He's a trial lawyer - goes in to bat for clients who want big damages to restore what they've lost (as well as it ever can by by money. In other words - he's a fairness guy, in my book.)
This is what I offered Mitch as a comment on his blog which is quite influential.
(Mitch also speaks at conferences. He's active on the "very secret " Facebook Group Chris Brogan set up to help people help each other with their business. Whatever you do open that last link & find out who he say he is. He knows many amazing people.)
You must read Mitch's post to get the full meaning what follows.
Next time I have a grievance over cows & want damages awarded in court - you'll be my go-to guy. I promise.
Your link between what switched-on lawyers do - and how to behave on Twitter is ever so brilliant.
Here what I do when I want to connect with a new person on Twitter:
(1) Go to their profile - consume that
(2) Go back thru all the tweets they've sent (as far as Hootsuite will let me do quickly)
(3) Decide whether they're a "broadcaster/ sharer" or an "engager or both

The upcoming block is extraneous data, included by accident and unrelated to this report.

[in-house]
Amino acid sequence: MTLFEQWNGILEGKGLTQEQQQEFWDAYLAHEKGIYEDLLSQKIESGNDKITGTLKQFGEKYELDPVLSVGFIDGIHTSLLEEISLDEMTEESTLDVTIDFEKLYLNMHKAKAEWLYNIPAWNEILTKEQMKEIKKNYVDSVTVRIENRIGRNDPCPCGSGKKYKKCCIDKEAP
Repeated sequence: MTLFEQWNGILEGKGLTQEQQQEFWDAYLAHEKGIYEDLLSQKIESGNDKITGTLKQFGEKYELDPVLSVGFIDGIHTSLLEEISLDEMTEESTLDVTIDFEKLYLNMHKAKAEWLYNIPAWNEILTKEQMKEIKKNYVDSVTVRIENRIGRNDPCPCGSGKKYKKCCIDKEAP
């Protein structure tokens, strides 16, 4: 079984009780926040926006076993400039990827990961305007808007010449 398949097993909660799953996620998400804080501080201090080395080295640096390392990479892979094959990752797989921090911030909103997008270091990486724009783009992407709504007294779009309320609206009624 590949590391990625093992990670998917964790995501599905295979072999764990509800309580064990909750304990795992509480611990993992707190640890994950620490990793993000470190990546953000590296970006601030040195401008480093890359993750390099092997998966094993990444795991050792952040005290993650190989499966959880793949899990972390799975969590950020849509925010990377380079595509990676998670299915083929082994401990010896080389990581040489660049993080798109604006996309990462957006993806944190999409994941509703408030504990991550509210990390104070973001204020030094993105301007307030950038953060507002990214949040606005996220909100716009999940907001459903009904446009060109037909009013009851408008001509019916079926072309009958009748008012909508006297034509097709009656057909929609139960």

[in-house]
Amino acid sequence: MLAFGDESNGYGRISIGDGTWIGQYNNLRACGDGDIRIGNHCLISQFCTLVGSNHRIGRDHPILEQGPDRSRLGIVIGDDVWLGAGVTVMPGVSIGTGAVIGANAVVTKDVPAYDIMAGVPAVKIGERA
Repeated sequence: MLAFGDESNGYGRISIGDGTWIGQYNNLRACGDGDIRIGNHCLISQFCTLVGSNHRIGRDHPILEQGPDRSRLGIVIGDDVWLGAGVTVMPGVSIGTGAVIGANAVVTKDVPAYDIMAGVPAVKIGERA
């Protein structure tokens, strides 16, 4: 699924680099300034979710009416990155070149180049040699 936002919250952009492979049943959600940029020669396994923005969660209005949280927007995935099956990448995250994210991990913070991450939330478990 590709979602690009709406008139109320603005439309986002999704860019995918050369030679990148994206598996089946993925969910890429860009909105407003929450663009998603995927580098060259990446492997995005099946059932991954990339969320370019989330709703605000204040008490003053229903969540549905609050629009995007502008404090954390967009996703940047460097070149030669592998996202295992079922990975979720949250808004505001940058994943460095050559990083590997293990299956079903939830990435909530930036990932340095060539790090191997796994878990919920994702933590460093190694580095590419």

(4) Make sure I know what time zone they're in + whether they're an early morning or late evening user of Twitter (watch for scheduled tweets which Hootsuite is good for)
(5) Notice the person's Klout
(6) Serve them by retweeting them - with a comment (almost never retweet without comment even if I have to edit their Tweets to fit my comment in)
(7) Sent their tweets to someone I know who's interested in the same sort of stuff - sometimes urging them to check this person out.
(8) Even suggest to others that they might like to share a link from them.
So far I've not even considered tweeting them directly - especially if they're "big"
Often they contact me with thanks, curiosity or even a follow. I never follow-back automatically. Every person I follow I do so for a particular reason.
When I'm in doubt what to say
in my first tweet to them, I consult the dinner party situation:
"What would I do if I joined a table of strangers?" I'd smile, listen in, chip in. Or if there was no conversation going on, I might refer to the time, the weather, they we've had, or something I know they were keen on (often taken from their profile).
Funny - sometimes people forget what they put in their profile.
Some people have even denied they're interested in something they've put there.
(Of course, it's sensible & helpful to others to check & update your profile at least every three months - so it looks attractive to others and informative)
My goodness - look what I've done Mitch. Forgive me
taking up so much space on your blog. But I must thank you for inspiring me to write down fully what I do nowadays by instinct.
Maybe you've got me to write
- a blogpost for my own blog
- "learning material" for my best clients
- thoughts for people I'd like to attract to our cause - "more meaningful marketing"
You are great."